Creating Flash text is very simple. All you have to do is launch the Flash text editor – or select the icon from the Objects palette – type in your text, apply the desired effects, and export as a SWF file. Unfortunately Macromedia seems to have forgotten that it improved the text-editor window in Fireworks 4 to allow manipulation of the text block during creation on the canvas – you cannot do this while creating Flash text in Dreamweaver 4.
Dreamweaver’s new Layout Design mode for table page design is one of the best new features in version 4. No other Web-design tool helps you create and manipulate HTML tables in the same way as Dreamweaver 4 – not even GoLive 5, which first achieved advanced WYSIWYG table-editing ability. This feature has been added with graphic designers in mind. Designers would rather sketch out table layouts than painfully add tables and cells, then split and combine them to get the layout they need. Now, you can simply switch Dreamweaver from Standard mode to Layout mode (and back again), and actually draw the tables and cells wherever you like on the page. The only disadvantage to this method of layout is that your HTML will consist of many empty table cells that then need to be managed intelligently.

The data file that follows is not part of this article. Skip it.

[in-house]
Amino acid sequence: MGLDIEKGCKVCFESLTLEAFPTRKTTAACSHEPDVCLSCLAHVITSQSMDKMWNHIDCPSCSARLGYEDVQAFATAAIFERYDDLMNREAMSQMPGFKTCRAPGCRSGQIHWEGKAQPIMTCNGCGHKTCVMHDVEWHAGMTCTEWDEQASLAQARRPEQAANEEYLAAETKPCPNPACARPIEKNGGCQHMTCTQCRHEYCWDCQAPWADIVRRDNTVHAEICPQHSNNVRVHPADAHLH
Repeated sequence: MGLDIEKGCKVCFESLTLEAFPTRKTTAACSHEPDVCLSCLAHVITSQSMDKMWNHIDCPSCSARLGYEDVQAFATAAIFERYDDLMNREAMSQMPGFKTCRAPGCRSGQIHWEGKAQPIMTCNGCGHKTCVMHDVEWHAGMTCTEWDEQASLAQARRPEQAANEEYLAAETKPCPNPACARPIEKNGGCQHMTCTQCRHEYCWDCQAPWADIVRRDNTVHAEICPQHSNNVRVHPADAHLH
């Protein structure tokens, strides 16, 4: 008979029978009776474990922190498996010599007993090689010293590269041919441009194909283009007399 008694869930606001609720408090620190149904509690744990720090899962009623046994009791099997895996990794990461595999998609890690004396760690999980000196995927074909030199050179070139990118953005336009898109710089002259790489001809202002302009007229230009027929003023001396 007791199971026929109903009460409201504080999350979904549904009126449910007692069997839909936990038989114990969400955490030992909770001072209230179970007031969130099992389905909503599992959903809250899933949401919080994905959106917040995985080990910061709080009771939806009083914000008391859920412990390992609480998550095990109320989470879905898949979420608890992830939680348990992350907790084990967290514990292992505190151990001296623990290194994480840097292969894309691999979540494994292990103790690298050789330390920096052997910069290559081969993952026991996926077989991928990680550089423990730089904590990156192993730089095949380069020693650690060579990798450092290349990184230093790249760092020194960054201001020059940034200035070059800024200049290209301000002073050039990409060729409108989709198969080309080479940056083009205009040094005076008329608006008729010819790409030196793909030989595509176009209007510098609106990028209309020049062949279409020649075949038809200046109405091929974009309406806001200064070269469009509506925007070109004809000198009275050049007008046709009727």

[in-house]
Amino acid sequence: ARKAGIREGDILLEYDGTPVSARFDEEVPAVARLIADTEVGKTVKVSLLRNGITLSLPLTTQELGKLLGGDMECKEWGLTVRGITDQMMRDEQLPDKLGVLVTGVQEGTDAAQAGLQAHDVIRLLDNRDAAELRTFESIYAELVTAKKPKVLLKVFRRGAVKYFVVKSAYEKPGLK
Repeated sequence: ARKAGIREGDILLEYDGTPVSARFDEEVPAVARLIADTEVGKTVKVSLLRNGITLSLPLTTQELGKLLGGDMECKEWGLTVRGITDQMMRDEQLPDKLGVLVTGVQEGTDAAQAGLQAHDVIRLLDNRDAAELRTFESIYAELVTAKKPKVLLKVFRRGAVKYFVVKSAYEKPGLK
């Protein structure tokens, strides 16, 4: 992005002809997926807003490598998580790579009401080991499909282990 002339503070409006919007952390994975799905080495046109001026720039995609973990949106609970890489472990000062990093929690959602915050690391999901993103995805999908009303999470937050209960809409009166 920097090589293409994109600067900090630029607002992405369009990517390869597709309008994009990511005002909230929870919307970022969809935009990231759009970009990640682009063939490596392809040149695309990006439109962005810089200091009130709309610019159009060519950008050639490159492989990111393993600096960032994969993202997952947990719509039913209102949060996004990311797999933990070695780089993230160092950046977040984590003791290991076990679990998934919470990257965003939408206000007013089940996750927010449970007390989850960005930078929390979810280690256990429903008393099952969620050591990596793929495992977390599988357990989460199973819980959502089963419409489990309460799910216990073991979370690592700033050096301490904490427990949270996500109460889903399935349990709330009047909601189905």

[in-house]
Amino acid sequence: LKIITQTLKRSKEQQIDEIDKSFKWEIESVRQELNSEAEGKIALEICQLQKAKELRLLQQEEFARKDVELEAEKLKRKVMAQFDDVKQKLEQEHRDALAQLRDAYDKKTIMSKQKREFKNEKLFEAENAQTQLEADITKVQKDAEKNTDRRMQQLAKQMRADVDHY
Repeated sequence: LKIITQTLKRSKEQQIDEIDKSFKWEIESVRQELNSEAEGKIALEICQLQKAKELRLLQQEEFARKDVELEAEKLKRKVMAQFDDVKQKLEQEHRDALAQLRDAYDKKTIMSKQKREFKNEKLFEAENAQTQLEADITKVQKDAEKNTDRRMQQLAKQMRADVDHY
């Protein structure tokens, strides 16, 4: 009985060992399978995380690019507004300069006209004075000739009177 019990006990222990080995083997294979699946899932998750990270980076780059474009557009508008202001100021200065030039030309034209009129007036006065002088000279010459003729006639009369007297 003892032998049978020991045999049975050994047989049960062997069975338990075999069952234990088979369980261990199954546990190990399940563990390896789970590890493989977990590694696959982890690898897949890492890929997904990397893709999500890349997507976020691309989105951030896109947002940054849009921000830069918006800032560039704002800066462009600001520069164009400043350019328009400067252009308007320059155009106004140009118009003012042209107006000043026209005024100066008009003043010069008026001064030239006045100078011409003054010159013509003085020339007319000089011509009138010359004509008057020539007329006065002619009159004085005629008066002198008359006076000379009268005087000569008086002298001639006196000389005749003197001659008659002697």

This new feature speeds up design and layout of Web pages as you only have to sketch out the layout of your pages for Dreamweaver to automatically convert it into tables and cells in HTML.
New assets for all
Managing all the source images and draft files for a project can be a nightmare in file management. This is particularly true in relation to professional Web sites, that must change constantly and have to be updated incredibly frequently in order to survive. For this reason, a new Asset panel in Dreamweaver 4 – similar to the one in Flash 5 – helps keep track of all your site data. You can now preview, store and manage your source images, text colours, URLs scripts, Flash content, movies, content templates and library items. You can sort your data into Favorites for frequently used items, group related assets together for specific projects, and assign them individual nicknames for easy searching.
The importance of getting feedback on Web designs is vital in the creation process. It can make or break a professional project if a certain element has been accidentally overlooked. Checking code by hand for the tiniest HTML error somewhere in the midst of massive lines of code can be very a time-consuming – not to mention dreary – job. This is especially true if a site is being worked on by a large number of developers. Print designers needn’t worry about the same issues as Web designers; for example, checking file sizes, browser compatibility or missing ALT tags. Luckily Dreamweaver’s Site Reporting tool built is fast and powerful enough to cope with the largest of sites.
The Site Report feature is now much more customizable. Depending on the site, it can be set to check for combinable tags, fix common errors, check external links, and remove empty tags. It also lets you save reports as HTML files and print them out. These customizable reports allow project managers to produce project-specific reports such as file-size limits or browser-compatibility checks.